You’ll find it at the “entertaining eatery” that goes by the name Standees. It’s a super upscale/casual restaurant and intimate movie theater that opened recently in the Prairie Village Shopping Center.
Let me making one thing perfectly clear up front; this baby blows away what passes for dining experiences at AMC‘s Cinema Suites, Fork & Screen and The Alamo Drafthouse. Comparing the aforementioned three to Standees is like comparing Denny’s to Houston’s. It’s not even close.
I didn’t mention Cinemark’s Palace on the Plaza for two reasons.
The first being that when it comes to movie theater dining, Cinemark’s not even in the running. And second, because the company tried to pull the wool over the general public’s eyes last fall about its bedbug nightmare and has yet to come clean on the matter to date.
Do you think anyone who reads KC Confidential regularly would be caught dead at the Palace on the Plaza after that? Even if they were giving away movie tickets and steak dinners free of charge?
But before I tell you why you absolutely, positively must dine and catch a movie at Standees, allow me to do a number on some of the dumbest reporting imaginable on Standees by – you guessed it – the Kansas City Star.
For starters business reporter Joyce Smith called on Brian Mossman of the Fine Arts Theatre Group – one of the least qualified people in the movie biz to comment on Standees – before it even opened, no less.
Check out Mossman’s takes:
“Mossman said small theaters were limited in what they could gross, and older moviegoers want comfortable seating and easy accessibility, which may be a problem with some stadium-style seating.”
Not only does Mossman run some of KC’s least comfortable, done-on-a-shoestring, antiquated theaters – he obviously didn’t have a clue about what Standees was poised to unleash. That being the most luxurious, comfortable, movie theater seating and dining in the city.
Next came Star features columnist Jeneé Os
terheldt who weighed in with a belated-but-clued out blow job for Standees this past Thursday.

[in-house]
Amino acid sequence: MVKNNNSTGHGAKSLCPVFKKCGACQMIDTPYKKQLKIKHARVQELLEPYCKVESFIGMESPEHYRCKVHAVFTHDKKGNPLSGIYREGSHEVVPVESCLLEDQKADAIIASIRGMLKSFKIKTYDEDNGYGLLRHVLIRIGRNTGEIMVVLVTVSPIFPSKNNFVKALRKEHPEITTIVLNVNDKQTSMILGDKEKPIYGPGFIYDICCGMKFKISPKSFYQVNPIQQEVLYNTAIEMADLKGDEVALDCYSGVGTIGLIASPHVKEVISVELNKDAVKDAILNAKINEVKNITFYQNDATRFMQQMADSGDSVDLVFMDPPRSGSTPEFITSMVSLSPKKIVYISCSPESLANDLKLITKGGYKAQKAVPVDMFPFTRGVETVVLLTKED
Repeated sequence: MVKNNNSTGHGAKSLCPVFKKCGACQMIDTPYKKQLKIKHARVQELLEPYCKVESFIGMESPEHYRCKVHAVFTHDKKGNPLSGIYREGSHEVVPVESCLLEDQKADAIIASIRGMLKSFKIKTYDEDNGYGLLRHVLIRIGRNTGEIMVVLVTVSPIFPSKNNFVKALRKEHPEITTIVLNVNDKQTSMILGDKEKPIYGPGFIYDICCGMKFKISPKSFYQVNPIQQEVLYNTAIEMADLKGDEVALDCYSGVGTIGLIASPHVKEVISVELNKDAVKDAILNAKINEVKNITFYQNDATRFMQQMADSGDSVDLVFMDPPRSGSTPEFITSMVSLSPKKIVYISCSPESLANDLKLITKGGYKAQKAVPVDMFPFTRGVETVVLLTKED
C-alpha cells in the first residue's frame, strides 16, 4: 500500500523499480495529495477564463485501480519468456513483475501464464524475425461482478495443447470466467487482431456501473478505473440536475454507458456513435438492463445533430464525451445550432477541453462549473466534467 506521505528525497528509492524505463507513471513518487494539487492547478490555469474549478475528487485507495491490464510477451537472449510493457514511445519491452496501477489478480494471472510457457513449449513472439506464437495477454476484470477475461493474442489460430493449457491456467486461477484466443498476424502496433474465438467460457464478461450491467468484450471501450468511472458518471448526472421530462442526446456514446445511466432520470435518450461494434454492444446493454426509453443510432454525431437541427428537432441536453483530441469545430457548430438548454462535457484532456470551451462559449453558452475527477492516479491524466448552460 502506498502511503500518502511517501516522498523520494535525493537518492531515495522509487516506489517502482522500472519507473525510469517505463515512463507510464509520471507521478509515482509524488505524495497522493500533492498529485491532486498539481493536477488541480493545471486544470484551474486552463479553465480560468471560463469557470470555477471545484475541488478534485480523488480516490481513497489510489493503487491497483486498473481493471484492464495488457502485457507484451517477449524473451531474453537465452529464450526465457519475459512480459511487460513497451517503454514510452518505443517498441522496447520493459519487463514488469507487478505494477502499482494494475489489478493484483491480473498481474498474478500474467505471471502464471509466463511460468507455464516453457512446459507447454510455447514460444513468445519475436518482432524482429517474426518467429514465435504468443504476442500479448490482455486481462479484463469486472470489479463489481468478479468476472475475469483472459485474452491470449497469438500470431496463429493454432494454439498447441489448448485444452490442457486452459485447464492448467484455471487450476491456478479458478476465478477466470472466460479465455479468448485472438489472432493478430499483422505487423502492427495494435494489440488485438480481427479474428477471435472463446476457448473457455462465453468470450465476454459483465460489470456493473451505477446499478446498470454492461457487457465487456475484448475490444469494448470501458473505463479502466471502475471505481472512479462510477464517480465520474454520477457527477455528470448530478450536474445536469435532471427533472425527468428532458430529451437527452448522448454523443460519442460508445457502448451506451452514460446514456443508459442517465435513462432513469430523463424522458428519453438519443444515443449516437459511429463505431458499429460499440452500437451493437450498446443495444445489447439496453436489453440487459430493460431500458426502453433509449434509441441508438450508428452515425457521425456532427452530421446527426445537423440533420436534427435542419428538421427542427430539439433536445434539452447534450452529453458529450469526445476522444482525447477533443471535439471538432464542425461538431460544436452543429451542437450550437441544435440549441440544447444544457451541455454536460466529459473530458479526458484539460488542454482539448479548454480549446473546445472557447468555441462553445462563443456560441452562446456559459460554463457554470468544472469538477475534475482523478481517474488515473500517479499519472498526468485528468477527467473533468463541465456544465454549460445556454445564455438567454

“Here’s the thing: If you want to eat in the theater, it’s not easy,” Osterheldt writes. “They wrap everything up for y
ou and put it in plastic foam containers. Transporting it is the simple part. While the theater seats are some of the most comfo
rtable I’ve sat in, the table trays are tiny. The white containers are a little noisy and they slide around…”
Come on, Jeneé!
Sometimes when you’re writing a column you have to do a little reporting. Which probably would have resulted in your finding out that the theaters were not designed for people to eat their meals in. That’s what the 200-plus person restaurant’s for.
Standees made the tray tables smaller on purpose, to discourage movie patrons from doing what Jeneé tried – to uncomfortably juggle a full meal to the chagrin and at the peril of whoever was trapped sitting next to her.
Standees made it clear from the get-go that the meals are meant to be eaten in the eatery beforehand, with moviegoers advised to take only drinks and an appetizer or dessert into the theaters.
What’s more, the difficulty of trying to awkwardly consume a full meal in her seat made Osterheldt cranky, resulting in her bagging on the excellent creme brulee because it somehow didn’t taste (or look) as good in the styrofoam container.
I spoke with a number of Standees patrons during my visit who raved about the creme brulee, which hardly could have suffered taste wise from a 10 or 15 step walk into one of the theaters.
Try choking down damn near anything AMC or Alamo dishes up and see what you get.
Now that the record’s been set straight about dumb things learned in the Kansas City Star, let me tell you the secret of Standees success”
Excellent food and bargain prices in an intimate, state-of-the-art theater setting.
It’s that simple, ladies and gentlemen.
As for Osterheldt’s transporting a full meal to her seat and then bitching about how hard it was to eat, “You’re welcome to bring a bottle of wine and two glasses, a small plate of appetizers and any type of dessert,” says Standees spokesman Justin Scott. “But it’s really not set up for full dining.”
Which brings us to the 85-seat theaters…
“That’s a 30 foot wide screen,” Scott says. “That would normally be in a 200 seat theater, so it makes it feel much more intimate.”
The bottom line:
The food is so good and so well priced, the atmosphere so inviting, customers are going to be standing in line to dine at Standees.
Forget about the movies for a minute, Standees game plan was to make it as a restaurant first and foremost. And after sampling a number of dishes and speaking to many others who’ve done the same, I have two words: Mission accomplished!
Just don’t try something dumb like trying to eat your entire meal in a movie seat. Outside of that, you’re gonna love it.
Trust me on this one.